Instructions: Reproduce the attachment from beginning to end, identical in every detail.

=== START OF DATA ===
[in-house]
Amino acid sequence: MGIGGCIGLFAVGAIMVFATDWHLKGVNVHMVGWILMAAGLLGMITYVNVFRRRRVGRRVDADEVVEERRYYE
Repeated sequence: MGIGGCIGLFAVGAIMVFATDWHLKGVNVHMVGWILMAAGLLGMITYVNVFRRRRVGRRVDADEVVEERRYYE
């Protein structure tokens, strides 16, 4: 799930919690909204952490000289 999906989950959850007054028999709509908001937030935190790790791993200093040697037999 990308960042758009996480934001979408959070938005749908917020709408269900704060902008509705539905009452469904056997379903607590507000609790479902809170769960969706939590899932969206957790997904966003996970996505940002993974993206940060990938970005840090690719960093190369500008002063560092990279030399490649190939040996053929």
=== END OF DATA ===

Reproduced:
[in-house]
Amino acid sequence: MGIGGCIGLFAVGAIMVFATDWHLKGVNVHMVGWILMAAGLLGMITYVNVFRRRRVGRRVDADEVVEERRYYE
Repeated sequence: MGIGGCIGLFAVGAIMVFATDWHLKGVNVHMVGWILMAAGLLGMITYVNVFRRRRVGRRVDADEVVEERRYYE
């Protein structure tokens, strides 16, 4: 799930919690909204952490000289 999906989950959850007054028999709509908001937030935190790790791993200093040697037999 990308960042758009996480934001979408959070938005749908917020709408269900704060902008509705539905009452469904056997379903607590507000609790479902809170769960969706939590899932969206957790997904966003996970996505940002993974993206940060990938970005840090690719960093190369500008002063560092990279030399490649190939040996053929």